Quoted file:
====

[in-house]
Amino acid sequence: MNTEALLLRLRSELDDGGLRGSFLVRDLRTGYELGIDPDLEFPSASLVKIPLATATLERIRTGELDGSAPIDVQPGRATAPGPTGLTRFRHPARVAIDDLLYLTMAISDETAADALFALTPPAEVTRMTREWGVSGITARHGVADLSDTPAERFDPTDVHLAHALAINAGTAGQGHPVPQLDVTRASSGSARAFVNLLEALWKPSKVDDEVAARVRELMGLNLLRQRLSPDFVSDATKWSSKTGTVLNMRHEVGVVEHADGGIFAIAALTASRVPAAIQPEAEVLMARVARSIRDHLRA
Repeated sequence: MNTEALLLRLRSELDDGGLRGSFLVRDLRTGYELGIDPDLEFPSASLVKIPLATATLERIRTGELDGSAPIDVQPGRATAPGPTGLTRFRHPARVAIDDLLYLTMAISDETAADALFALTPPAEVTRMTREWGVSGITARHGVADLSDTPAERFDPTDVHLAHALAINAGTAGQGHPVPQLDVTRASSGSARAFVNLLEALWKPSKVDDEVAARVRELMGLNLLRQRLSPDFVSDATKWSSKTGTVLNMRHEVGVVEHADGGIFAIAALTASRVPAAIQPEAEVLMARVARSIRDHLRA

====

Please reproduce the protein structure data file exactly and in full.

[in-house]
Amino acid sequence: MNTEALLLRLRSELDDGGLRGSFLVRDLRTGYELGIDPDLEFPSASLVKIPLATATLERIRTGELDGSAPIDVQPGRATAPGPTGLTRFRHPARVAIDDLLYLTMAISDETAADALFALTPPAEVTRMTREWGVSGITARHGVADLSDTPAERFDPTDVHLAHALAINAGTAGQGHPVPQLDVTRASSGSARAFVNLLEALWKPSKVDDEVAARVRELMGLNLLRQRLSPDFVSDATKWSSKTGTVLNMRHEVGVVEHADGGIFAIAALTASRVPAAIQPEAEVLMARVARSIRDHLRA
Repeated sequence: MNTEALLLRLRSELDDGGLRGSFLVRDLRTGYELGIDPDLEFPSASLVKIPLATATLERIRTGELDGSAPIDVQPGRATAPGPTGLTRFRHPARVAIDDLLYLTMAISDETAADALFALTPPAEVTRMTREWGVSGITARHGVADLSDTPAERFDPTDVHLAHALAINAGTAGQGHPVPQLDVTRASSGSARAFVNLLEALWKPSKVDDEVAARVRELMGLNLLRQRLSPDFVSDATKWSSKTGTVLNMRHEVGVVEHADGGIFAIAALTASRVPAAIQPEAEVLMARVARSIRDHLRA